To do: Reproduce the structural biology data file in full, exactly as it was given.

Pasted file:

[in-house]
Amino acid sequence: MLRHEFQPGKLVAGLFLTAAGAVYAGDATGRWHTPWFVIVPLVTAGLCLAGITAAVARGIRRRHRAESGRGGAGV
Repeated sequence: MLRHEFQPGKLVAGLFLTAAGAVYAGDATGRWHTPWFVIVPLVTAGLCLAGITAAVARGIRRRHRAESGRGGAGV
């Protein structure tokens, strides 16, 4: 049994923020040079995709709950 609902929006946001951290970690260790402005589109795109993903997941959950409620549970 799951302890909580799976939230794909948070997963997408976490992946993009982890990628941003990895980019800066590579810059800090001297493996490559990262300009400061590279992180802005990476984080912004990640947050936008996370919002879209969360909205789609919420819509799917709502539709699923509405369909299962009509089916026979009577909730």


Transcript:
[in-house]
Amino acid sequence: MLRHEFQPGKLVAGLFLTAAGAVYAGDATGRWHTPWFVIVPLVTAGLCLAGITAAVARGIRRRHRAESGRGGAGV
Repeated sequence: MLRHEFQPGKLVAGLFLTAAGAVYAGDATGRWHTPWFVIVPLVTAGLCLAGITAAVARGIRRRHRAESGRGGAGV
């Protein structure tokens, strides 16, 4: 049994923020040079995709709950 609902929006946001951290970690260790402005589109795109993903997941959950409620549970 799951302890909580799976939230794909948070997963997408976490992946993009982890990628941003990895980019800066590579810059800090001297493996490559990262300009400061590279992180802005990476984080912004990640947050936008996370919002879209969360909205789609919420819509799917709502539709699923509405369909299962009509089916026979009577909730």